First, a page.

'those' vegans who demean adult animals - VeggieBoards
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#1 Old 03-02-2016, 04:49 AM
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'those' vegans who demean adult animals

(Feel free to move this thread if needed).

I think its fair to say we've all run into to this sort of people, who think all non-human beings are like human children, regardless of age.

A good example is a comment I've read in regards to the documentary, Lucent(pretty good documentary by the way, but very hard to watch, still way to remind us of some of the many beings that we fight for, so to speak.)
Where the commentor referred to the sows(mature female pigs) as "little lost girls" and felt a bit irriatated at that. For one, they are kind of demeaning these sows by assuming they are only as smart as a child, while we know pigs are smarter than three year old humans at the least, we still don't know how intelligent they are fully, let alone bovines, avians, foxes etc.

I can't help but think this whole "non-human animals are always children" thing started with the furkid trend that or when people realized that objectifying them Descartes-style was trite but were too used to doing it to stop, to the point that they may do it unconsciously even when they went vegan.

This is not Not meant to offend those in the vegan movement that feel this way, as long as these people aren't supporting the animal ag industry or putting corpses in their bodies, we'll get along fine. Just want to them to consider the possibilities and why I always found it kind of illogical and a bit insulting(nothing against actual children though, those of other species included.), not to mention it kind of sends a warped message.

Anyhow, what are you guy's thoughts on this?

"As long as humans continue to be the ruthless destroyer of other beings, we will never know health or peace. For as long as people massacre animals, they will kill each other. Indeed, those who sow the seed of murder and pain will never reap joy or love." - Pythagoras of Samos, ca. 530 B.C.

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#2 Old 03-02-2016, 06:49 AM
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I guess I'm a bit perplexed at what your getting at here. I interact daily with an (IMO) very intelligent adult animal. My 17 year old rescue parrot is definitely intelligent for his species and a mature adult of his species. He has learned to put together simple shape puzzles (like the kind toddlers do) and we are working on identifying basic shapes and colors on cue. He solves complex puzzle toys that yield him a treat and does not forget how he solved it even after months of not seeing it. He plays simple 2 way games. He has figured out how to put some of his toys back together after taking them apart so he can play with and take them apart again. He also understands/uses simple cues and gestures to communicate. He was abused and neglected in his prior homes and was never encouraged (thus never learned really) to talk, but if he did, I'm almost certain he would be able to speak in context and would be a cognitive talker on a basic level as many parrots are. He's far from dumb. Yet, when I get down and talk to him in a baby voice that any human adult would find patronizing, he displays clear signs he enjoys that and gets all happy, just like a baby or small child would.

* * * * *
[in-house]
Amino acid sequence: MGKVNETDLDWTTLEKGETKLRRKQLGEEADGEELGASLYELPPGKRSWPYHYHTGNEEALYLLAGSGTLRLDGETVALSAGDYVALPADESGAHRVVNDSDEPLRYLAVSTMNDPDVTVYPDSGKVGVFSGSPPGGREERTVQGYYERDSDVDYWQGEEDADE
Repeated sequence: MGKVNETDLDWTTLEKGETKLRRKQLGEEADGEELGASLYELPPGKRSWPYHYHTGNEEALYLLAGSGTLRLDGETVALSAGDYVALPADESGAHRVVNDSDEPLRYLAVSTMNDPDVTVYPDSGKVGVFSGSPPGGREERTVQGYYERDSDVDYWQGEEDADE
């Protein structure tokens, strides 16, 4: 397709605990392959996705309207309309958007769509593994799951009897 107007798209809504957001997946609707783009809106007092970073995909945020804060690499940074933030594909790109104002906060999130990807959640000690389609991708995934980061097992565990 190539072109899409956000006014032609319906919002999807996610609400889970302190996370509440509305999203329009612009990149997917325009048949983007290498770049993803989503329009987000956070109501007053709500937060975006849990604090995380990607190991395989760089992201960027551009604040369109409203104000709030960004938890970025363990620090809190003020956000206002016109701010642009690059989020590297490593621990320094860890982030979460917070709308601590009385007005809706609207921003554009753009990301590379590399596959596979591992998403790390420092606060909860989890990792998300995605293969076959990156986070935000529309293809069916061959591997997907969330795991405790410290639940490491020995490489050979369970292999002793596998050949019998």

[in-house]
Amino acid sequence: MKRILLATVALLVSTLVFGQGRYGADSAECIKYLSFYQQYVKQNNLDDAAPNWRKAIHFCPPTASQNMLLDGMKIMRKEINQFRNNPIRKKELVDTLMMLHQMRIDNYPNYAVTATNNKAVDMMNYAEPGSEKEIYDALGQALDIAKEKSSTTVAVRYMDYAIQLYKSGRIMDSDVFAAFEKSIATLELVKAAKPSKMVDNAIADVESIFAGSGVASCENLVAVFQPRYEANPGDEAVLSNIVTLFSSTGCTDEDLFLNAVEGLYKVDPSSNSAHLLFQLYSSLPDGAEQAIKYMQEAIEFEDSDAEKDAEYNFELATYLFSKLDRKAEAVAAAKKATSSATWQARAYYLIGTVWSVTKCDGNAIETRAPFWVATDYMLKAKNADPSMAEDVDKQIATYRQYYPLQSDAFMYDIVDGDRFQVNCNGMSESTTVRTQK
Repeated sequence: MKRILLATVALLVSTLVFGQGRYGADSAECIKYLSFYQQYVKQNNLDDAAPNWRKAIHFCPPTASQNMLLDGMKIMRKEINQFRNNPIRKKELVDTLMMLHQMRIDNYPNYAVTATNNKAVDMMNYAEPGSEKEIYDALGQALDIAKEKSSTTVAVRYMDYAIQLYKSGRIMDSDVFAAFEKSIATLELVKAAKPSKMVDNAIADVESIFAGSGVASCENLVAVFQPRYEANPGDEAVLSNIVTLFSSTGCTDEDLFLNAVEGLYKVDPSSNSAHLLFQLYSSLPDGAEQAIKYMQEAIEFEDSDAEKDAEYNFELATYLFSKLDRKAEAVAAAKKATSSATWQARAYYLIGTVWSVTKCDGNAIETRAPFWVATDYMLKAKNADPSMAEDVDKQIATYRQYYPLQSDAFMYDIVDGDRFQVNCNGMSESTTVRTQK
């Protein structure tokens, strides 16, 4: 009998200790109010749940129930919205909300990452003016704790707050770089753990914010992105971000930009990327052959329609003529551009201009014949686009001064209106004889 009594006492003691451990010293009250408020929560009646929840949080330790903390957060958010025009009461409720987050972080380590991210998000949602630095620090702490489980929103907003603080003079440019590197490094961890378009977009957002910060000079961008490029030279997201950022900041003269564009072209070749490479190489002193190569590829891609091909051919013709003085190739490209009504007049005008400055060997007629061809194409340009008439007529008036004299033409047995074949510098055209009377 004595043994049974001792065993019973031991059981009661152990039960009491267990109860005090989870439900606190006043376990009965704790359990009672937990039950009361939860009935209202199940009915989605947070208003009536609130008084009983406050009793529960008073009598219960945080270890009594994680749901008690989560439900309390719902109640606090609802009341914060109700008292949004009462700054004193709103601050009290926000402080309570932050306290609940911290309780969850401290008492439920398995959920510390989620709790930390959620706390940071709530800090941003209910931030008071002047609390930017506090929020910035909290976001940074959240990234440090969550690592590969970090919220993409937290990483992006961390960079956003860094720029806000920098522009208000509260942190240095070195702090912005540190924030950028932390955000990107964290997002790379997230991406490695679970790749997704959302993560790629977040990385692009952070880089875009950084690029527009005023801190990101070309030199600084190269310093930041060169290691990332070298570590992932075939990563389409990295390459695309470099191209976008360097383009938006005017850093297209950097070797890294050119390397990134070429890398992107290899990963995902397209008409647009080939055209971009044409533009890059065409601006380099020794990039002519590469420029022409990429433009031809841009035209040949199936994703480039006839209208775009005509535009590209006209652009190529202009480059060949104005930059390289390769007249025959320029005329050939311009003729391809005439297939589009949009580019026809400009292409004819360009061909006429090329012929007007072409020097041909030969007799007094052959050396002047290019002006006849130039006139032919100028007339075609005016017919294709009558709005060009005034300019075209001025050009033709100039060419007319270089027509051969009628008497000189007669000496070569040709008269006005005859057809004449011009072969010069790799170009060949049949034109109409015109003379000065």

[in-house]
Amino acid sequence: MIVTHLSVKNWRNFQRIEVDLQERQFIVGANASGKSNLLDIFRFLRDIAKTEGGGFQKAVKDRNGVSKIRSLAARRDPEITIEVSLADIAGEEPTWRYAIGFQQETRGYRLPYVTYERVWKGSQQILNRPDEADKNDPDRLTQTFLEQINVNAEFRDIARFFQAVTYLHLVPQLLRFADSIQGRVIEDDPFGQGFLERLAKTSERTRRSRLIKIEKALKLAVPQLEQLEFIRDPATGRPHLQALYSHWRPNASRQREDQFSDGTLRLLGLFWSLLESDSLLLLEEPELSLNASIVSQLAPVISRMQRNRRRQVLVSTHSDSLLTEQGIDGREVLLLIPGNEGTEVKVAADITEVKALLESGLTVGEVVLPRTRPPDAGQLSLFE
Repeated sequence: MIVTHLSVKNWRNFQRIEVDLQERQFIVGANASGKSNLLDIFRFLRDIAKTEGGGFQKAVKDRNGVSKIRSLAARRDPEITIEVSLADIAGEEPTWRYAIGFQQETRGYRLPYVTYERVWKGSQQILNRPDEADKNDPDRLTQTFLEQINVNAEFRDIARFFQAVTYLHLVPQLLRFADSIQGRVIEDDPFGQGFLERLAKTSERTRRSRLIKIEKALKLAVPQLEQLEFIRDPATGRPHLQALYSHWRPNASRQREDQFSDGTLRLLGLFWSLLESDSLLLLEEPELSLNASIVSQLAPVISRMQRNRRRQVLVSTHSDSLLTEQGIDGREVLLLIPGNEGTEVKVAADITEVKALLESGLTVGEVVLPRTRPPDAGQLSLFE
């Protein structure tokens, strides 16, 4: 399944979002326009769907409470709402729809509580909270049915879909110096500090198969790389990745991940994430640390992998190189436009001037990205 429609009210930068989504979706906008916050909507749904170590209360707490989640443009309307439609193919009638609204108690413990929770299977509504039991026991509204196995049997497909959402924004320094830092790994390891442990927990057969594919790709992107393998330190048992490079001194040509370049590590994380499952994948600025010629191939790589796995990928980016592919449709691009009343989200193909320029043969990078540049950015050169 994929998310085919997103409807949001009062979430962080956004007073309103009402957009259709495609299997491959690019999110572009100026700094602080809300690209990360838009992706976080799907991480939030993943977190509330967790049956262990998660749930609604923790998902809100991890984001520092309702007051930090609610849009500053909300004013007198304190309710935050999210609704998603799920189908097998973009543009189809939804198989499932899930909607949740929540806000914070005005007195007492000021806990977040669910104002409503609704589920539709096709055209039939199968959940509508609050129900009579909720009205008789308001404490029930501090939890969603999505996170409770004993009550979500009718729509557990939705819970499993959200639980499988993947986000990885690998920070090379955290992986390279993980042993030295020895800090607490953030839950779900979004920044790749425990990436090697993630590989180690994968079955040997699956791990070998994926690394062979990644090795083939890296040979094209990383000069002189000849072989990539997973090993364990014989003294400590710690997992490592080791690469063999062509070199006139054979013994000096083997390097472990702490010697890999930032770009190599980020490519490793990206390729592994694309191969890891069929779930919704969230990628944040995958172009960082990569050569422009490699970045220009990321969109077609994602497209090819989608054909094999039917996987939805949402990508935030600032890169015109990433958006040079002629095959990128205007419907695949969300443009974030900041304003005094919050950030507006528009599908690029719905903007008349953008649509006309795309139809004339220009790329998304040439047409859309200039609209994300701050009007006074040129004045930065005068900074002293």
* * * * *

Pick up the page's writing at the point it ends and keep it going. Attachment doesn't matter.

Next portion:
It's not that I don't recognize him as an mature individual for his species, but his level and abilities of communication and interaction with my species (and behavior overall) is simply more on par with a small human child than a human adult. I think humans view animals as more on the level of human children because they are on the level of human children cognitively. It's not being rude or disrespectful to the animal IMO, it's having a REALISTIC understanding of the animals intellectual abilities so we can interact with them in the best way for them. We have yet to find an animal that has been past a mental capacity of 5/6/7 years old. It makes for better quality interaction and communication with our animal companions when we address them on their level of understanding us. When my bird starts behaving like a human adult, then I'll stop treating him like a mischievous 3 year old. Until then, I will continue treating him like a mischievous toddler human because that's how he acts and where his cognitive/communication needs are at.